Good work sucks when things become a constant drill, a constant firefight.
It can happen in any knowledge work, even in a role you used to love.
Good work almost always goes bad for these reasons:
- Not enough people.
- Not enough resources.
- And because of the silent good work killer, bad systems.
When you can't pick your head up because you've got too many chores to do in the weeds, good work has gone bad—a recipe for disaster for any knowledge worker.
I know about all of this because I've worked through them, helped others work through them. But I've also seen people stumble, fail, get burned out, and quit.
At a startup I was a part of, we had new features that needed to launch, but we had other issues eating our time. We had people waking up in the middle of the night dealing with issues rather than building. We were trying to acquire new customers, but we had old ones complaining.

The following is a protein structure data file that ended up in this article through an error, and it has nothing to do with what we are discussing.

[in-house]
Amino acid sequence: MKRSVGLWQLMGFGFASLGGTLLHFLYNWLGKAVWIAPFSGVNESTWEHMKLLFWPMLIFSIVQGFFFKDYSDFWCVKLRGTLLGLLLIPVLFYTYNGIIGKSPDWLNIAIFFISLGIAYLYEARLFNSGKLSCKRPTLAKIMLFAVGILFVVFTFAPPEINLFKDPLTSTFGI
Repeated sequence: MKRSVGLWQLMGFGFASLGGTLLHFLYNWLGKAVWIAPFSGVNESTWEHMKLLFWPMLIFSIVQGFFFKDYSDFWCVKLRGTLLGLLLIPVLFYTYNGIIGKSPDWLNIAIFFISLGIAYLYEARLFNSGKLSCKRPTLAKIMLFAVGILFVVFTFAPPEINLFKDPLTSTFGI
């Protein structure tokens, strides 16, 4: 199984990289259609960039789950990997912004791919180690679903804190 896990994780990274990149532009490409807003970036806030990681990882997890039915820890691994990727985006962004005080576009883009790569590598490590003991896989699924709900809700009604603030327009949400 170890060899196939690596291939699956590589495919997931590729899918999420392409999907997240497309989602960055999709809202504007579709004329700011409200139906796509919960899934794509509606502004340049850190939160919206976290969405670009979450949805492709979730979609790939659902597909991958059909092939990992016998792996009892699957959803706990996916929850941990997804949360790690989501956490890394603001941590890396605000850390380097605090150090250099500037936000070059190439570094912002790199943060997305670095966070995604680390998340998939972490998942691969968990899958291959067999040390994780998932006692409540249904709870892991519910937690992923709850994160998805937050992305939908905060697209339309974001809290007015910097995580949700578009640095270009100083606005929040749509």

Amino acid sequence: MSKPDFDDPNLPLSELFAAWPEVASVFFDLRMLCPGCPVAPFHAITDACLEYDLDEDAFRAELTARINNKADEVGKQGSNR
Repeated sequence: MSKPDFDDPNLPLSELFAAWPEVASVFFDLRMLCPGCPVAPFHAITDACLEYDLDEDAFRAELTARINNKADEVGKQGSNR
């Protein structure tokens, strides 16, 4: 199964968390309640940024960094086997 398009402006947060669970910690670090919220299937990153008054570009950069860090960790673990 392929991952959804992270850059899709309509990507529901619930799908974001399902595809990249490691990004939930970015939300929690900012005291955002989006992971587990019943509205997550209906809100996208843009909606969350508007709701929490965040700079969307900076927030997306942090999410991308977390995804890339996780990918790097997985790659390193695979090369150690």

All of these are symptoms of good work about to go bad.
So how do you fix all of this? We needed to invest cycles into creating better systems; things would've eventually buckled under their own weight if we didn't. We did it in just the knick of time.
Had we not addressed these, then our people would've gotten burned out and left. Customers would've become unhappy and left too. Growth would've stopped, and an otherwise great business becomes shit. I know because it almost happened to us. That's the risk we run when we don't invest and keep running with bad systems.
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